Props to Motorola for attempting to package all their tools and utilities for Android into one nice package. Thanks, guys. It’s good work. My only complaint is that the emulator doesn’t work really well from within Eclipse. And, I wish Eclipse just flat out performed more like Netbeans, but that’s another story.
Anyway, with the new SDK out, I’m already seeing people have issues with basic setup. So, I dedicate this page to just simply getting things setup and going.
Installing SDK 2.0
MotoDEV doesn’t come packaged with SDK 2.0 Again, that’s a smart move. Doing so would only confuse people. I always say that if you can keep your dev toolkit components loosley coupled, it’s a good thing. If one thing breaks it doesn’t mess up the whole shootin’ match.
So, let’s go over the installation of version 2.0 of the Android SDK. Here are the relevant download links:
- Main SDK web page: http://developer.android.com/sdk/android-2.0.html
- Link to the SDK download itself: http://developer.android.com/sdk/download.html?v=android-sdk_r3-windows.zip
Go grab that zip file and unpack on your drive. My work computer is, for better or worse (usually worse), Vista laptop. So, I unpack it into this directory, just to keep things organized:
It doesn’t matter where y0u unpack it. So, you might as well keep it in the same place as all your other Google software. Here’s what the directory looks like:
. .. add-ons docs platforms temp tools usb_driver SDK Readme.txt SDK Setup.exe
READ SDK Readme.txt. O.K. – I know you won’t, but let’s go on anyway.
Run SDK Setup.exe. When the software tries to connect to the server to discover what packages are available, you’re probably going to get an error and have a problem just like this person had. The error about not being able to connect using HTTPS is weird and frustrating and only applies to a few people (I speculate), but at least the Googlers had the descency to make the workaround obvious enough. Clear the error dialog box and click on the Settings menu item. Click the check box that forces the setup tool to use HTTP instead of HTTPS:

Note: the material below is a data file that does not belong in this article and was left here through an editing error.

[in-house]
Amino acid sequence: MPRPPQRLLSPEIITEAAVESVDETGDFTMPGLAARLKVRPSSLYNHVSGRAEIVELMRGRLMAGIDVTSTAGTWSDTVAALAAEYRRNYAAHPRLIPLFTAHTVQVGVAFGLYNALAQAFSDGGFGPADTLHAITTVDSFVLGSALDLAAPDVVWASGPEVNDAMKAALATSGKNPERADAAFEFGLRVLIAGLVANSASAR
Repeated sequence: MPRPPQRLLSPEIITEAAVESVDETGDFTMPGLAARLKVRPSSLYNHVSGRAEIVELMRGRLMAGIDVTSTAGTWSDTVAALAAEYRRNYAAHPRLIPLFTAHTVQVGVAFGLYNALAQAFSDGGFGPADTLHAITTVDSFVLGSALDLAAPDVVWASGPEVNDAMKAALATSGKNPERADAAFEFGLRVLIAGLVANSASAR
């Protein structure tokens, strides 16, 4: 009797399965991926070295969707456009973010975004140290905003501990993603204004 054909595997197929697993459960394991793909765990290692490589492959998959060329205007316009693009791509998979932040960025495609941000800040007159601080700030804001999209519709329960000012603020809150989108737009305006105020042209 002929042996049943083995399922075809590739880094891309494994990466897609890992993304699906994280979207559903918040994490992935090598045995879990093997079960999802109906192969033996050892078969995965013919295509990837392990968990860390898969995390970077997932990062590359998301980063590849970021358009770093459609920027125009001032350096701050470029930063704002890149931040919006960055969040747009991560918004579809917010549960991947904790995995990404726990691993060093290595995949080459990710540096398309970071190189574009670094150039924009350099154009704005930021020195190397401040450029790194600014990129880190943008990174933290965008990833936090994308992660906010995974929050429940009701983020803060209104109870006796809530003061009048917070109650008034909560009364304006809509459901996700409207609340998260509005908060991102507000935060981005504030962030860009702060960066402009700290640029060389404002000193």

Once you’re done with that, of course, you’re also going to need to upgrade the Android Development Tools (ADT) Plugin for Eclipse. Here’s a handy link for your reference:
If you’ve already installed that, make sure you start Eclipse and go into the software updates screen from the main menu (Help -> Software Updates).
I’m not going to cover the installation of the MOTOdev Studio from Motorola. developer.motorola.com has the installation kit. Go get it and have fun installing. It’s a straightforward and clean process. What I will point out, however, is that you’re going to have to get the normal Eclipse IDE and MOTOdev Studio to play nice. The standard Eclipse installation with the Android SDK and the ADK plugin are not the same as the MOTOdev Studio installation. A short list of things to watch out that I’ve already discovered:
- when you are done using the emulator in MOTOdev studio, kill the emulator process. If you don’t the normal Eclipse installation will see the emulator running and use it to debug your code, but you won’t see it run. That’s because MOTOdev Studio is needed to see that emulator screen. After you kill MOTOdev’s emulator process, the old Eclipse IDE will fire it up for you in a way that you can see it.
Yep – just one item so far.